—It’s a cliché for a reason: there is safety in numbers. Recruit a buddy—either the two- or four-legged type—to run with you.

—Go on the defense: run against traffic, behind cars at intersections, and avoid areas that might not be super safe.

—Tell or text somebody your route, and when you expect to be back.

—Carry your phone, and if you must listen to music, keep the volume low and use only one earbud.

—Pay careful attention to footing. Curbs and cracks can be harder to navigate at night; slow down if need be.

Next time you’re bemoaning the fact that your crazy day didn’t allow you to squeeze in your planned lunchtime session, don’t settle onto the couch and into a bag of chips for the night. Gear up and head out; I promise, a run like no other awaits.



Contributor Dimity McDowell Davis is the co-founder of Another Mother Runner, and the coauthor of Run Like a Mother: How to Get Moving and Not Lose Your Family, Job, or Sanity and Train Like a Mother: How to Cross Any Finish Line and Not Lose Your Family, Job, or Sanity. (Sarah Bowen Shea is her partner in mother running crime.) Cross paths withAnother Mother Runner on Twitter, on Facebook or on their weekly podcasts on iTunes.

Twitter @dimityontherunDimity’s Website

Running in darkness

My alarm gently prods me awake. It is time to rise. It is 4:30 in the morning. I reach for my glasses and glance toward window knowing it is still dark. 

The darkness comes with the coming of Fall and is upon us with apparent disregard for the enjoyment of the long days of summer. It too is inevitable.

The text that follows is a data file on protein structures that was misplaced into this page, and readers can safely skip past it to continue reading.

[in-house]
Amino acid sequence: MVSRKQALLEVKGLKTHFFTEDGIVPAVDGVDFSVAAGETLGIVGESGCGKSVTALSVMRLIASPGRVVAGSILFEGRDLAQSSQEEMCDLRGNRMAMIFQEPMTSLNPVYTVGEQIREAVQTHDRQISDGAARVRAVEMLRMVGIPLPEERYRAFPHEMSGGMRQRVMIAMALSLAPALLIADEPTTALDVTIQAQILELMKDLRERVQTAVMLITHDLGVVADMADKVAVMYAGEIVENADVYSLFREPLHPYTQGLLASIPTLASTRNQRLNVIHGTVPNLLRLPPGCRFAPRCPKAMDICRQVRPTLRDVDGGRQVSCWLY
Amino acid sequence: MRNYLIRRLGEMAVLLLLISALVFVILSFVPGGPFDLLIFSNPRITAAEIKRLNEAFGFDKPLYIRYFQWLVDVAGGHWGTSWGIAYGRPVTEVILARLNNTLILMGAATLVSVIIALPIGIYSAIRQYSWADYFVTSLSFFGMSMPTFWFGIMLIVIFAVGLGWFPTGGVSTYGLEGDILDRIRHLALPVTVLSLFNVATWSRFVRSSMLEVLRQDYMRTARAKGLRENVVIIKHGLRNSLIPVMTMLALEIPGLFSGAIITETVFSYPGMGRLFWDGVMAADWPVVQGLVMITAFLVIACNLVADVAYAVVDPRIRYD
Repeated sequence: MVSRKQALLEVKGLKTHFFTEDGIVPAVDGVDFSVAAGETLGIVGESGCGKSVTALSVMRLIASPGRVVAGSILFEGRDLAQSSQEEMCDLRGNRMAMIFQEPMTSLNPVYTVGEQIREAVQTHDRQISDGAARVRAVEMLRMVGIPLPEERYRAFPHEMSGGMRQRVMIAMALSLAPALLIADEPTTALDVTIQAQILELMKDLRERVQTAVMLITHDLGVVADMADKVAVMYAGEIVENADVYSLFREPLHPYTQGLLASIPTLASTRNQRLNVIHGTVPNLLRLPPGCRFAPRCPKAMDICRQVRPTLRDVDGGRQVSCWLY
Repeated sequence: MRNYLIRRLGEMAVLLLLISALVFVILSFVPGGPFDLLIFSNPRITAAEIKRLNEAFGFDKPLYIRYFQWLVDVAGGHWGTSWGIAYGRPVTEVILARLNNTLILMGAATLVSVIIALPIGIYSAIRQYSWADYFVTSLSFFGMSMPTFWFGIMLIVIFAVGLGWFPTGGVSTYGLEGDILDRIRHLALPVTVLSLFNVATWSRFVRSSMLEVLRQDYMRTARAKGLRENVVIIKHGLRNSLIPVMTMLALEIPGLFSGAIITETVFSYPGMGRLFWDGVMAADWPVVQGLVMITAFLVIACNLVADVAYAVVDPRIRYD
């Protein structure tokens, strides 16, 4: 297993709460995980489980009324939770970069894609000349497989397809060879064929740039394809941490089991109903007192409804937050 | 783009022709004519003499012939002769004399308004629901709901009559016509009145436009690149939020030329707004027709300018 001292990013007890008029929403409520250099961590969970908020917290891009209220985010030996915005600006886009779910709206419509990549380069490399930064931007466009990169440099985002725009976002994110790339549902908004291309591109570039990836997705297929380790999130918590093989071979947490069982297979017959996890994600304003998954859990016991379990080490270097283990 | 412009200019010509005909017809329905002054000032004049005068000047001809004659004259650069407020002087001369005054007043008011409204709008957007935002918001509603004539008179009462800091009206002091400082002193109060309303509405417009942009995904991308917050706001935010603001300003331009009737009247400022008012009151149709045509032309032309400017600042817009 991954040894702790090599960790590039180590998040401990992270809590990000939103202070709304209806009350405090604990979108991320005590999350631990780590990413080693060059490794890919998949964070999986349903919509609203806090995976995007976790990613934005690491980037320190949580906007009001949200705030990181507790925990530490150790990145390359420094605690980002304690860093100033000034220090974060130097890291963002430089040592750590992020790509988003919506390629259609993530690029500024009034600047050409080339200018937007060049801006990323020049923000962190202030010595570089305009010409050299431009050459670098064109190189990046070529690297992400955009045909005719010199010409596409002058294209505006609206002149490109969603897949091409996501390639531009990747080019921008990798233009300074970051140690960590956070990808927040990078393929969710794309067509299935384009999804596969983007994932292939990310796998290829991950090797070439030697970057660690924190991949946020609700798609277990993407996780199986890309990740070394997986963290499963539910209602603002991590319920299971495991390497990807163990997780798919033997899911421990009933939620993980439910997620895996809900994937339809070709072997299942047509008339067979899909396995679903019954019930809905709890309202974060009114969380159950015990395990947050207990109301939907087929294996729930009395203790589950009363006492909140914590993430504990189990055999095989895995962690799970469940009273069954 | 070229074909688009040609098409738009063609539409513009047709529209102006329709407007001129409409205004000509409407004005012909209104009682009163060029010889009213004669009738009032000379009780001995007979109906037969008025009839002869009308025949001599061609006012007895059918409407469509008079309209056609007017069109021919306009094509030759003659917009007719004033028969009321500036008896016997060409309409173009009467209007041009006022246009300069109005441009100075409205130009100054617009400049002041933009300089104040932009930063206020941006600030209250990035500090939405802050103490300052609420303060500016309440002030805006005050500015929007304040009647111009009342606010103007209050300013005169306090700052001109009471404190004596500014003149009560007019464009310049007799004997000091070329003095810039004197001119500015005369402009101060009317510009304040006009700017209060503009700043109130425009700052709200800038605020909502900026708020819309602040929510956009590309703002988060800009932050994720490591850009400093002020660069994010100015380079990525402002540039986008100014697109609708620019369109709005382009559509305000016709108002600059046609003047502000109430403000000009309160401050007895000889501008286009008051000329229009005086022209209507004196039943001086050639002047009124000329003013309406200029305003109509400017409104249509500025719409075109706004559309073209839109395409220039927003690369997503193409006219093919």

I groggily walk toward the basement and change into my running gear. Shorts…check. Running shoes…check. Running tights…check. Gloves…check. Garmin…check. Hat…check. Balaclava…check. Headlamp…check. Headlamp?! In an effort to run safely I don my headlamp. It is important to see and to be seen. As I run through intersections I am inevitably asked “Why don’t I run on a treadmill?” The dreaded treadmill or “dread mill” as I has become known to me will only be used when it is too cold, too icey to run outside.

I enjoy running in the dark. I enjoy the anonymity, the silence and the solitude. My running routes too take on a new flavor.

I step outside and it is eerily silent. It is a silence similar to that found early in the morning when the day has already begun to be lighted by the sun. The eeriness arrives with the darkness and does not seem to lift until the sun makes its first appearance of the day.

I take my first steps and head toward the corner. My route lit by the constant glow of the overhead streetlights. My headlamp is not yet needed. One quarter mile later and I begin a sweeping left hand turn. The darkness is now more evident as the overhanging trees obscure most of the light shed from above. In mid stride I reach up and click on my headlamp. The bright glow of the focused beam lighting the way and now my constant companion. There is a measure of security in this beam as I can now see and be seen. 

As I follow the curvature of the streets I find myself settling into a comfortable pace. There is a slight breeze which rustles the leaves. This breeze sounds like the string section if the philharmonic.  My breathing has become easy and I forget about the need to breathe. My breathe is as natural as my stride; it is simply there. Evident but forgotten. 

I turn right and run down an alley. It is darker than the surrounding streets. I feel as though I am doing something wrong. Running in the darkness when others are sound asleep. This thought quickly leaves me as I turn left and now run past a business which is humming with pre-dawn activity. I am not alone but still unaccompanied. My path takes me to a road normally busy with traffic. There are cars but not close to the numbers seen at other times of the day. I cross this street and head to the bike path on the opposing side. Cars race by me but I remain cloaked in darkness. If I switch off the headlamp I cannot be seen as I run just feet from the busy road. When streetlights allow this action to safely take place I will abide. 

Darkness envelopes me as does the accompanying solitude. I make sweeping left and right hand turns and find myself in the home stretch. An hour has flown by and to the East there is a faint light rising above the horizon. Daylight is approaching and with it the busyness of the day. The sound of traffic has increased